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Digital transformation is no longer just a technology trend for aerospace & defense (A&D) organizations. It’s a core business approach that needs to be at the heart of enterprise strategies.

We all have first-hand experience with the digital transformation that’s occurring in our everyday consumer world and we’ve seen how it’s changing the rules of business. Digital transformation is no longer just a technology trend for aerospace & defense (A&D) organizations. It’s a core business approach that needs to be at the heart of enterprise strategies, being both driven and enabled by mobile and cloud computing, big data, analytics and the Internet of Things (IoT), as well as underpinned by enterprise breadth solutions. I recently put these ideas together in a new IFS Radio Network podcast that I recorded on the subject of digital transformation in A&D.

For many organizations, the path to digital transformation often starts with attempts to apply new technologies. However, digital transformation is not just about technology, it’s about transformation and the longer-term value in how it can enable new approaches that change established business practices. Some 80% of A&D companies acknowledged the benefits of digital transformation, according to a recent Accenture survey.

I think the key thing about this feedback is that for A&D, the case for investment has already been made. What companies are really looking to do now is realign their business models to reflect the opportunities that digital transformation can bring them.

The internet of flying things and big data

In A&D, there are already cases of platform-based solutions becoming digitally transformed through the use of IoT and big data. In defense, the next generation of military jets is arriving. The F-35 joint strike fighter is fitted with sensors that send important operation and maintenance data to the ground-based logistics support solution, allowing fleet maintenance and allocated tasks to be re-planned while the aircraft is still in the air.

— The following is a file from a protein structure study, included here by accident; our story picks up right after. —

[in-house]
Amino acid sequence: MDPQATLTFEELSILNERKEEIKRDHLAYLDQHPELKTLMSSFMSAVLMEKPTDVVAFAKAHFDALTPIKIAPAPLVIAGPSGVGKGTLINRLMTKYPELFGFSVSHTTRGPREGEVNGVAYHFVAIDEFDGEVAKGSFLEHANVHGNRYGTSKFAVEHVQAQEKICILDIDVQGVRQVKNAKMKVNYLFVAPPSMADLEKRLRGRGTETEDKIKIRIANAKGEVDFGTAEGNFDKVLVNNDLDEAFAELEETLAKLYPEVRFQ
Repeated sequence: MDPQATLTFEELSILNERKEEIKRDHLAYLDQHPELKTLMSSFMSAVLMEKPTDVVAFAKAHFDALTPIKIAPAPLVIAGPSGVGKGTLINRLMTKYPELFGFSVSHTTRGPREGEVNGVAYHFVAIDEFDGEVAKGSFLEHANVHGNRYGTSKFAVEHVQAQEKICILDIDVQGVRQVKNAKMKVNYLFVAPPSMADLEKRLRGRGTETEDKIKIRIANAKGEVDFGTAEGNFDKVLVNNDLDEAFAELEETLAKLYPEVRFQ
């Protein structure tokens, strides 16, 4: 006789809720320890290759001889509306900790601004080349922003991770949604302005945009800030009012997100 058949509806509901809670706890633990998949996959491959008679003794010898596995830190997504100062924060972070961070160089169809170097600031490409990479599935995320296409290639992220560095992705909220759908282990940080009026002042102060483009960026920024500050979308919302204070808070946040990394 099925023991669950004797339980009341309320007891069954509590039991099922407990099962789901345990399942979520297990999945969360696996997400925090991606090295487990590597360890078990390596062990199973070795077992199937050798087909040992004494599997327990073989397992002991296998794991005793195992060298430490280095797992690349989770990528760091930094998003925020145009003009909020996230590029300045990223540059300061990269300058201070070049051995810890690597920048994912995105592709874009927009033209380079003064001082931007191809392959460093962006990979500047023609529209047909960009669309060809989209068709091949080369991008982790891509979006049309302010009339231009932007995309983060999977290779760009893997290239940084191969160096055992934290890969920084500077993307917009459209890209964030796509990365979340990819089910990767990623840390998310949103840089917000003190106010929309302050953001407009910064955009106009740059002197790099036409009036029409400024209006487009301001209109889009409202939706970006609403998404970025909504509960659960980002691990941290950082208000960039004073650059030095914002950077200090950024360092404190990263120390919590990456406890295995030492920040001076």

In civil aviation, there is an increased use of Health and Usage Monitoring Systems (HUMS). For example, the new Pratt & Whitney engine for the Bombardier C-Series aircraft. The PW1000G has 5,000 sensors that are able to generate up to 10GB of data per second. If we consider a typical twin-engine aircraft with an average flight time of 12 hours, that means it can be producing some 844TB of data per flight! Couple this with global civil aviation forecasts that are anticipating a greater than doubling of the world’s overall passenger aircraft inventory (43,000 by 2030) and the amount of raw data being fed to airlines, OEMs and MROs on a daily basis – it is huge. To put this into perspective, it is estimated that Facebook only accumulates around 600 TB of data per day.

The challenge for companies is not the investment in technology to collect data, but the digital transformation of the business to turn this technology into realizable benefits.

A&DCutting through the noise

With all this data, you have to be able to filter out which events are causing noise. Your systems and applications have to be smart enough to filter out that information for you and present a set of data upon which you can act. Better still, your solution should prompt actions, instigate processes or forecast needs. It could very well be that 99.9% of data is just standard flight information from multiple devices and the 0.1% remaining is data that you can actually apply to reschedule a fleet maintenance task.

In civil aviation and defense, the sort of benefits we’d typically be witnessing from digital transformation would be the shortening of aircraft and asset turnaround times, optimization of fuel usage and consumption, reduction of overall maintenance costs, improvement in operational readiness, highlighted risk or conformance with regulation.

Digital Transformation in A&D – exciting and challenging times lie ahead

As technology matures and becomes more affordable, we have seen a huge uptake in the number of organizations looking to benefit from connected devices and automated data capture. This trend will only accelerate, moving maintenance and data capture closer to the asset. Nevertheless, for A&D organizations to transform themselves digitally, they will need an enterprise breadth system that can do more than manage essential MRO or supply chain processes, optimize scarce resources and assets. They will need a system that’s agile enough to act upon this increasing data volume and complexity to deliver benefits you can actually realize through process and resource improvement.

I think that’s the scenario we face in an era where we are dealing with digital transformation–as a result of technology advancement such as IoT and big data–as well as the never-ending progression of mobile technology. It’s a very exciting time for IFS and the A&D industry right now.

For more information about digital transformation in A&D, listen to my new podcast here.

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